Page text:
I need to prove the finite strong completeness theorem for Basic Logic, where $BL$ is: $\vdash_{BL} =\vDash_{FLew}$ + linearity + division. The strong completeness is:

$$\varphi_1,...,\varphi_n \vdash_{BL} \varphi \Leftrightarrow \varphi_1,...,\varphi_n \vDash_{+} \varphi$$ Where $+$ is $\{[0,1]*cut \ t-norms\}$.

Now, I have a few notions, I know I need to use/check that: Any $BL$ chain is locally embeddable into $\{[0,1] \ continuos \ t-norms\}$

I also now I need to check that every $BL$ chain is embeddable into an ultra product of standard $BL$ chains.

My main problem is figuring out the structure of this proof, if someone could point out wither some set of steps that I need to follow, or even better a book or article where a similar proof is worked out for some other Many valued logic (Lukasiewics, product, etc...) I'd very much appreciate your help.

  • $\begingroup$ What are the problems you find when you try to use any of these two embeddability results to provide a direct proof (of the finite strong completeness)? $\endgroup$ – boumol Jan 4 '16 at 14:11
  • $\begingroup$ I don't know how to apply them, I understand why I need them, but when I try to justify how to do it I bump into a wall. $\endgroup$ – Sara Jan 4 '16 at 14:19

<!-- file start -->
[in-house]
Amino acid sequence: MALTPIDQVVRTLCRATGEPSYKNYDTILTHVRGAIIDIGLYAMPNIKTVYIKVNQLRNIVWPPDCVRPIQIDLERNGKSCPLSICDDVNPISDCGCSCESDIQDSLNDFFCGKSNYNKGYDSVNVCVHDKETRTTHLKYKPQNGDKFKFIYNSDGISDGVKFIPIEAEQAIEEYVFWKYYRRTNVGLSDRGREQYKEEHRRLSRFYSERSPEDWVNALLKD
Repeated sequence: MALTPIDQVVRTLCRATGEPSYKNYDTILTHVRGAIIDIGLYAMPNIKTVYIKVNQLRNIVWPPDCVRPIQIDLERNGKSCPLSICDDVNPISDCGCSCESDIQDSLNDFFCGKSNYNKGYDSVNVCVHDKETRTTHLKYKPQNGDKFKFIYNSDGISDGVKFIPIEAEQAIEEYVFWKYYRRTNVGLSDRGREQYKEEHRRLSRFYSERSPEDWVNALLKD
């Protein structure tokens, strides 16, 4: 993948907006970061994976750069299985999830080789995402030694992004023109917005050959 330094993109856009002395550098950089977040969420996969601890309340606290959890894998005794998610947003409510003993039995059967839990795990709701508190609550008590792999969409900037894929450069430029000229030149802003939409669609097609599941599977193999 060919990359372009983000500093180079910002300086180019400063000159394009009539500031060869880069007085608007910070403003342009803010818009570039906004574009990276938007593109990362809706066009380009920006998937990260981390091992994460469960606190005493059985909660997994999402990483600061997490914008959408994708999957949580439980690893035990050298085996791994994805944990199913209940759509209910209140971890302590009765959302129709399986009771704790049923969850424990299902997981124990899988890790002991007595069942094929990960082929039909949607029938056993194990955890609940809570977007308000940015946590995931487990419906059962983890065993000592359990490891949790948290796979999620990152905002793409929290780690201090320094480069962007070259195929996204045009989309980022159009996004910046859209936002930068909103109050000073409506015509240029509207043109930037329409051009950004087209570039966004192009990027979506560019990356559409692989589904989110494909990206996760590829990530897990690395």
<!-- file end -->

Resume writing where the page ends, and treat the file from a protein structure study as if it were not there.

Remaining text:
• $\begingroup$ Hint: When you assume that $\varphi_1, \ldots, \varphi_n \not \vdash_{BL} \varphi$, use the fact that $\vdash_{BL}$ is strongly complete with respect to the class of all BL-chains. I guess you are aware of this result (it can be "easily" proved using a Lindenbaum-Tarski argument together with the fact that all subdirectly irreducible BL-algebras are chains). $\endgroup$ – boumol Jan 4 '16 at 14:28
  • 1
    $\begingroup$ Thank you for your help. Ok, so a structure something like this?: assume $\varphi_1,...,\varphi_n \not vdash_{BL} \varphi$, then as $\vdash_{BL}$ is complete with respect to the class of BL chains, so by applying the first thing I stated, it is locally embeddable into the cont. t norm? something like that? $\endgroup$ – Sara Jan 4 '16 at 15:21

Your Answer

By clicking “Post Your Answer”, you agree to our terms of service, privacy policy and cookie policy

Browse other questions tagged or ask your own question.